Network Working Group
Request for Comments: 1047
Craig Partridge
CIC at BBN Labs
February 1988



An examination of a synchronization problem in the Simple Mail Transfer Protocol (SMTP) is presented. This synchronization problem can cause a message to be delivered multiple times. A method for avoiding this problem is suggested. Nodding familiarity with the SMTP specification, RFC-821, is required. Distribution of this memo is unlimited.


Over the past few years, the staff of the CSNET Coordination and Information Center (CIC) has often been asked to help determine why a single mail message is being delivered multiple times to its recipients. In the process of tracing the problems of multiple delivery, we have discovered that many duplicate messages are the result of a synchronization problem in SMTP. There is a point in the process of delivering a message where the receiving mailer knows it has accepted the message but the sending mailer is still not sure the message has been reliably delivered. If the SMTP conversation is broken at this point, the sending mailer will be forced to re-deliver the message, even though the message has already been received and delivered by the receiving mailer.


The synchronization problem occurs at the end of delivering a message. When the sending mailer has finished sending the text of a message, it is required to send a line containing a single dot or period. When the receiving mailer receives this final dot, it is expected to do its final message processing and either confirm receipt of the message (with a 250 reply) or reject the message with any one of several error codes.

Observe that there is a potential synchronization gap here. During the period between the time the receiving mailer has determined that it will accept the message, and the time that sending mailer gets the 250 reply, the message is active at both the sending and receiving mailer. Until the sending mailer gets the 250 reply, it must assume the message was not delivered. After the receiving mailer has decided to accept the message, it must assume the message has been delivered to it. If the communications link fails during this synchronization gap, then the message has been duplicated. Both mailers have active copies of the message that they will try to deliver.

It may be hard to believe that this problem is the cause of many duplicate messages. Intuitively, one might expect that the time spent in the state between the final dot and its accepting 250 reply is quite small. In practice, however, this period is often quite long; long enough that timeouts by the sending mailer (or possibly network failures) are quite common. Observations by the author suggest that this synchronization problem may be the second leading cause of duplicate messages on the Internet (second to mail loops).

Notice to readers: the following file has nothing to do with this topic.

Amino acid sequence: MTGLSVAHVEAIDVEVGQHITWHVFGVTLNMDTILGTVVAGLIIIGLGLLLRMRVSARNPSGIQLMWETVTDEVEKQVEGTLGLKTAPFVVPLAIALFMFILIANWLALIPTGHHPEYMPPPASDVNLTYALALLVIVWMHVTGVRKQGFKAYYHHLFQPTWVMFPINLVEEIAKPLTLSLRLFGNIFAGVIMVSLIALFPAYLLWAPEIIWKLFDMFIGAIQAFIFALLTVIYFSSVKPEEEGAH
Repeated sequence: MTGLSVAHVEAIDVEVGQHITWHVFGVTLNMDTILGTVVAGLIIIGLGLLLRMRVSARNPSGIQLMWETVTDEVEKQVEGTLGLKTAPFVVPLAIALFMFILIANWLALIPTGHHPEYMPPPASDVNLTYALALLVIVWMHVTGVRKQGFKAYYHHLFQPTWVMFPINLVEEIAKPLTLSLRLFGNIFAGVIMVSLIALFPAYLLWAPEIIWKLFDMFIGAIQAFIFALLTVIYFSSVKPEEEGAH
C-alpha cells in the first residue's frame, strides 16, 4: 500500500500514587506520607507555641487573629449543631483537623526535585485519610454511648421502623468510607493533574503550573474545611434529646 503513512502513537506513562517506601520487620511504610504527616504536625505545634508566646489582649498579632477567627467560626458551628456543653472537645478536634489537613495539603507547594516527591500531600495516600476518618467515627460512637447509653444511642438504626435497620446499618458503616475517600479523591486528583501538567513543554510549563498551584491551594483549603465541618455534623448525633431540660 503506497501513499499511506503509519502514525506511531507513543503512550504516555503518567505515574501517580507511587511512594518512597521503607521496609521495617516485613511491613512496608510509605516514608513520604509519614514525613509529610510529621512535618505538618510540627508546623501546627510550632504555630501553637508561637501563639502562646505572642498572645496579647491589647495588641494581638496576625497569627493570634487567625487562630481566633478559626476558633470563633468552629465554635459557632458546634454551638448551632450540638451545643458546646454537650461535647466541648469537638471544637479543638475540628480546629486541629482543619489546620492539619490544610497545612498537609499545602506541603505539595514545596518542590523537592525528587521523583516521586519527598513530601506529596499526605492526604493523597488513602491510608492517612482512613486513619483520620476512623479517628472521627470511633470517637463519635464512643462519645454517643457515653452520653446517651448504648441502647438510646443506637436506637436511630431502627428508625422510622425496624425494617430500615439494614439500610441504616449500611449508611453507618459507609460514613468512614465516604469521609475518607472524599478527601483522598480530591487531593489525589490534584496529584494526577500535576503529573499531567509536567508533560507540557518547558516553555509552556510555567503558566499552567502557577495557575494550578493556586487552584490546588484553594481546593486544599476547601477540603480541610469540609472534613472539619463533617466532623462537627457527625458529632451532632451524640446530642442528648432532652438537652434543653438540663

Many mailers delay responding to the final dot because they are doing sophisticated processing of the message, in an attempt to confirm that they can deliver the message. For example, the mailers may expand an entire mailing list to confirm that it can reach all addressees or may attempt to physically deposit the message into the mailboxes of local users, before confirming receipt of the final dot. These practices are not unreasonable, but they often cause the synchronization gap to continue for several minutes, and increase the likelihood that the sending mailer will timeout or the network will fail before the accepting 250 reply is sent.


The best way to avoid the synchronization problem is to minimize the length of the synchronization gap. In other words, receiving mailers should acknowledge the final dot as soon as possible and do more complex processing of the message later.

RFC-821 (on page 22) states that unless the receiving mailer is completely unable to process a message it should accept the message and acknowledge any errors in processing in a separate message or messages sent back to the originator of the message. As a result, receiving mailers should be able to acknowledge the final dot as soon as the message has been safely put in a non-volatile (e.g., disk) queue for further processing. Fast acceptance of a message does not violate RFC-821.

Some mailers can be configured to do more or less processing upon receipt of the final dot. In such situations, the mailer should always be configured to do less processing.

Finally, some mailers allow remote mailers only a minute or two to acknowledge the final dot before timing out and trying again. Given the increasing round-trip times on the Internet, and that some processing after the final dot is required, the timeout for reply to the final dot should probably be at least 5 minutes and a timeout of 10 minutes would not be unreasonable.